Thus will most of your meal be so umami-drenched that your palate will be screaming for mercy after several plates appear, each overloaded with whatever miso-shoyu-smoky-kombu concoction Chang can’t help buy incorporating into every bite.

If smoke is your thing, you’ll be in smoked hog heaven. By all means then, don’t miss the pork meatballs swimming in (you guessed it) plenty of smoked black-eyed peas. Is Momofuku’s pork ramen soup good? Yes, but it’s also so smoky that three sips in you will want to run up the white flag. Ditto the oysters Momofuku – the seafood essence of which is obliterated by smoky bacon bits. There’s also a smoked pork chop and roasted mussels on the menu, with the mussels being festooned with (wait for it) plenty of smoked Benton’s bacon. The food is so smoky here it ought to be sponsored by Marlboro.

When Chang and his troops are through pouring on the smoke, they find many other ways to up the umami ante. Sichuan rice cakes are thick stubby rice noodles smothered with pork sausage, while chilled spicy noodles get a heap of sausages and cashews to effectively overwhelm the interesting starches and spices beneath them – pork sausage and cashews being the belt and suspenders of the umami-overload universe.

After three trips around this menu, I threw in the towel. There are some good things to eat here – the spicy cod hotpot being good fish, well-treated the katsu chicken an old-fashioned, mushroom cream sauce delight – but by the time you get to them, you will have been drowned by a tsunami of umami. By all means get the pork belly buns (the ones that made Chang famous), but skip the chicken karaage version – they being sad and stringy. The vaunted rotisserie chicken comes with deep-fried bones (some edible, some not), and is not as good as it thinks it is.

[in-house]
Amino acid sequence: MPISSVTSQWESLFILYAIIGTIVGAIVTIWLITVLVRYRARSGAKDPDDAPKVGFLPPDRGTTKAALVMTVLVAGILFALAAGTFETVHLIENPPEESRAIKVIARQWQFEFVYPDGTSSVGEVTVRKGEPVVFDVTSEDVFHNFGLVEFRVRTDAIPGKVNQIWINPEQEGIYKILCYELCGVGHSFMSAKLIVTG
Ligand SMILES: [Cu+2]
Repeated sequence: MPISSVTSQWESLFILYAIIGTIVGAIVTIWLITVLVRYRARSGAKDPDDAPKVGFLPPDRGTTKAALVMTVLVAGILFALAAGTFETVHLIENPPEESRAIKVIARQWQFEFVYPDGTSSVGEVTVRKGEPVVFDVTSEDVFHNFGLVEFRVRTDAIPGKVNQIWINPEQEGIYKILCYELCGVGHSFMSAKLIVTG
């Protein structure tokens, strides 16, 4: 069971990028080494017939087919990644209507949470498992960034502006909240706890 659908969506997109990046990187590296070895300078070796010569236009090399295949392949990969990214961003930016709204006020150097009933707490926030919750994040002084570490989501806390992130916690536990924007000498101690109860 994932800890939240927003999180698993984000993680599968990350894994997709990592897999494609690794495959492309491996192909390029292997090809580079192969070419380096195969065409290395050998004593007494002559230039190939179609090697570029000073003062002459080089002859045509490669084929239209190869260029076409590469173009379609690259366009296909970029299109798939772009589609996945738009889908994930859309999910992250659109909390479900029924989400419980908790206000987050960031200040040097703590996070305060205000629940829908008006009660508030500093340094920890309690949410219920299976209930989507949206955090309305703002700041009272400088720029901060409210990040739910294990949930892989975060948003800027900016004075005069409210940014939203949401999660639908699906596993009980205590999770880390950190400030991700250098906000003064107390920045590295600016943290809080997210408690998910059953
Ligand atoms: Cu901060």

What is good is the seating. You may have trouble getting one, but that’s only because every under-40 in Vegas seems to be beating a path to this second floor location in The Cosmopolitan these days. What they find is a large restaurant fronted by a long bar that itself is five times the length of the original operation. Beside that bar are a number of high tops – for waiting, drinking or overflow dining – and beyond them a huge open kitchen that looks like it could feed an army base. For its size, the room is remarkably comfortable, the tables well-spaced, and the noise level (relatively) civilized. Service is also top notch, with management and waiters who are well-versed in the food. The wine list is sinfully overpriced, and the sake/sochu list woefully sparse.

David Chang deserves a lot of credit. He made this food safe for aspirational foodies and non-Asians alike — folks with limited resources who wanted to hop on the foodie bandwagon and expand their knowledge of chewy noodles, miso broth and various edible esoterica. All of this was a treat when you were ducking into a teeny tiny noodle emporium for a quick fix of soup and a bao bun. To put an entire meal together from this food, however – after your taste buds have been bludgeoned into one-dimensional submission – is a big-box experience of a different order. If you still use party as a verb, and don’t mind that everything on your table tastes the same, you might feel right at home amongst all the umami.

Nothing about Momofuku is as good as its reputation, but in this day and age, that’s enough.


My Cook > Slow Cook and Starch

High, 4 hours

Starch: 0 minutes

During the cook, slice the cucumber into ⅛” slices. Place in a bowl and sprinkle with 1 tsp salt, 1 tbsp sugar. Toss to combine. Thinly slice the scallions. Return vegetables to fridge until the pork has finished cooking.

After the cook, remove pork belly from Suvie.

Slice pork width-wise into ¼” thick slices about 2-3” long. Arrange in two Suvie pans and broil for 8 minutes or until browned on both sides, flipping halfway through the broil.

Meanwhile, remove the buns from Suvie. Coat the inside of each bun with hoisin sauce, then sprinkle with scallions.